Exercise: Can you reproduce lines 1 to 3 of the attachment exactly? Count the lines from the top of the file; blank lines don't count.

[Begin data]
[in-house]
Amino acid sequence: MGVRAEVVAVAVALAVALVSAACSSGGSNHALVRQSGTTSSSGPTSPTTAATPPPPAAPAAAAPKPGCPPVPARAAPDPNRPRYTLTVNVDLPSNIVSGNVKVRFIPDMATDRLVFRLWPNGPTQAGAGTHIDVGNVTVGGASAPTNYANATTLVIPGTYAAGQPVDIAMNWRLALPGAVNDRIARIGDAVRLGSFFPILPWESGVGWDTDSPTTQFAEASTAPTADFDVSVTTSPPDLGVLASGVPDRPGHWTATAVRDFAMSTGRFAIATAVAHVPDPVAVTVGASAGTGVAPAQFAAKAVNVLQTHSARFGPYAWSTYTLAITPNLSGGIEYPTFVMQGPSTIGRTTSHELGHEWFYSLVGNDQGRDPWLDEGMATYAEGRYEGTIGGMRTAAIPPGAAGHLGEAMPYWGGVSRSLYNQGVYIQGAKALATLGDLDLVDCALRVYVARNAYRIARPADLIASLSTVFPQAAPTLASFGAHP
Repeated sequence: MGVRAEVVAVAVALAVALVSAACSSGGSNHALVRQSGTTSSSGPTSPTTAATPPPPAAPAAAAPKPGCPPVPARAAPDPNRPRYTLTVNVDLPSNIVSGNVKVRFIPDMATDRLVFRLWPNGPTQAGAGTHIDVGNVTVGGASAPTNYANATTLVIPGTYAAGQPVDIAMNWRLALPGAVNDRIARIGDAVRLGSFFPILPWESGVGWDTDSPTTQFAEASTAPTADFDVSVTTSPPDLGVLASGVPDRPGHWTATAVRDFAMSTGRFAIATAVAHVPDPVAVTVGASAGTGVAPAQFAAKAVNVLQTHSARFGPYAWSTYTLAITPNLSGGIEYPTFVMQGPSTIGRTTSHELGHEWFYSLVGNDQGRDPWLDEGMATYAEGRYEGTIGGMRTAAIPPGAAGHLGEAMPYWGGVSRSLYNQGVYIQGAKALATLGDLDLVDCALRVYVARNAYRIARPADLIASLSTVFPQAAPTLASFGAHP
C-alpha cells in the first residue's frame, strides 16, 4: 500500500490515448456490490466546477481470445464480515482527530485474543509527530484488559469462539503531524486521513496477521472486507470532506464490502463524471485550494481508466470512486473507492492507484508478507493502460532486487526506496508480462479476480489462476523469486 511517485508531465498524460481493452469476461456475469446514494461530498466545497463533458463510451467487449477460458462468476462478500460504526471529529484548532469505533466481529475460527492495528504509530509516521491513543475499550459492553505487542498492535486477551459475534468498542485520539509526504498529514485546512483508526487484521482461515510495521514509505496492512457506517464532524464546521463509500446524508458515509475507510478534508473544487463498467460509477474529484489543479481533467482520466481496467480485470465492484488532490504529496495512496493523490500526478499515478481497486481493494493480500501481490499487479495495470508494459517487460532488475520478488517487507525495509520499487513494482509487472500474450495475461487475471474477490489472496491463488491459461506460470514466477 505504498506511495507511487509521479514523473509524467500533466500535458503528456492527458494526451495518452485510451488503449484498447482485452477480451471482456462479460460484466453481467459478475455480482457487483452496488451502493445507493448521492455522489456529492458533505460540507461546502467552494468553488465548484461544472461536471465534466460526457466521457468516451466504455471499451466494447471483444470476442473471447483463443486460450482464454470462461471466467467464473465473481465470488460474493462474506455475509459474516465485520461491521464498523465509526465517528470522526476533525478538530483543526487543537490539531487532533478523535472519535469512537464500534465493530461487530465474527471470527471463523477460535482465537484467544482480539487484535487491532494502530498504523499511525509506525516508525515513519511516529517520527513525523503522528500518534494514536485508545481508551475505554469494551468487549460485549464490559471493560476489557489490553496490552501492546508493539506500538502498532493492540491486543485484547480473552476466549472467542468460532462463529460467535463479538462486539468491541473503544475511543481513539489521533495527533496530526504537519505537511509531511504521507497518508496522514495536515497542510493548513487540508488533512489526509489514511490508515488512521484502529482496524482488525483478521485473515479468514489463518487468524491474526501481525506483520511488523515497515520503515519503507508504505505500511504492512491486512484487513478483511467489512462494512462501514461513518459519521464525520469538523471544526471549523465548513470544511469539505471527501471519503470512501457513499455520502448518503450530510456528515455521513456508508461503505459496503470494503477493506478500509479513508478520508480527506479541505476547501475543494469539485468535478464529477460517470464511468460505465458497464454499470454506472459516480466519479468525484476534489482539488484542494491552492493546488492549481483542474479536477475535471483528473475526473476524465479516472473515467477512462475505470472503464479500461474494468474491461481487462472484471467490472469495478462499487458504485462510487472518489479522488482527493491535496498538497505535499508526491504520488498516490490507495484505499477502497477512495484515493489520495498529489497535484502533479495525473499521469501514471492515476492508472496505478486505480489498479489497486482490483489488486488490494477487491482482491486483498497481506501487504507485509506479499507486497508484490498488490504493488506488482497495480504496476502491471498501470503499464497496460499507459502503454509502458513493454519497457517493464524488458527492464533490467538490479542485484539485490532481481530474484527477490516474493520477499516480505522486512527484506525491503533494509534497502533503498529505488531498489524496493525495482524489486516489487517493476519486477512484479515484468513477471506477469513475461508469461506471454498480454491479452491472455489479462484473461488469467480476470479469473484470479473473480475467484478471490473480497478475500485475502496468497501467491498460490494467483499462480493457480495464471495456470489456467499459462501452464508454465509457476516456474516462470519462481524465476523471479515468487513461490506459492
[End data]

[in-house]
Amino acid sequence: MGVRAEVVAVAVALAVALVSAACSSGGSNHALVRQSGTTSSSGPTSPTTAATPPPPAAPAAAAPKPGCPPVPARAAPDPNRPRYTLTVNVDLPSNIVSGNVKVRFIPDMATDRLVFRLWPNGPTQAGAGTHIDVGNVTVGGASAPTNYANATTLVIPGTYAAGQPVDIAMNWRLALPGAVNDRIARIGDAVRLGSFFPILPWESGVGWDTDSPTTQFAEASTAPTADFDVSVTTSPPDLGVLASGVPDRPGHWTATAVRDFAMSTGRFAIATAVAHVPDPVAVTVGASAGTGVAPAQFAAKAVNVLQTHSARFGPYAWSTYTLAITPNLSGGIEYPTFVMQGPSTIGRTTSHELGHEWFYSLVGNDQGRDPWLDEGMATYAEGRYEGTIGGMRTAAIPPGAAGHLGEAMPYWGGVSRSLYNQGVYIQGAKALATLGDLDLVDCALRVYVARNAYRIARPADLIASLSTVFPQAAPTLASFGAHP
Repeated sequence: MGVRAEVVAVAVALAVALVSAACSSGGSNHALVRQSGTTSSSGPTSPTTAATPPPPAAPAAAAPKPGCPPVPARAAPDPNRPRYTLTVNVDLPSNIVSGNVKVRFIPDMATDRLVFRLWPNGPTQAGAGTHIDVGNVTVGGASAPTNYANATTLVIPGTYAAGQPVDIAMNWRLALPGAVNDRIARIGDAVRLGSFFPILPWESGVGWDTDSPTTQFAEASTAPTADFDVSVTTSPPDLGVLASGVPDRPGHWTATAVRDFAMSTGRFAIATAVAHVPDPVAVTVGASAGTGVAPAQFAAKAVNVLQTHSARFGPYAWSTYTLAITPNLSGGIEYPTFVMQGPSTIGRTTSHELGHEWFYSLVGNDQGRDPWLDEGMATYAEGRYEGTIGGMRTAAIPPGAAGHLGEAMPYWGGVSRSLYNQGVYIQGAKALATLGDLDLVDCALRVYVARNAYRIARPADLIASLSTVFPQAAPTLASFGAHP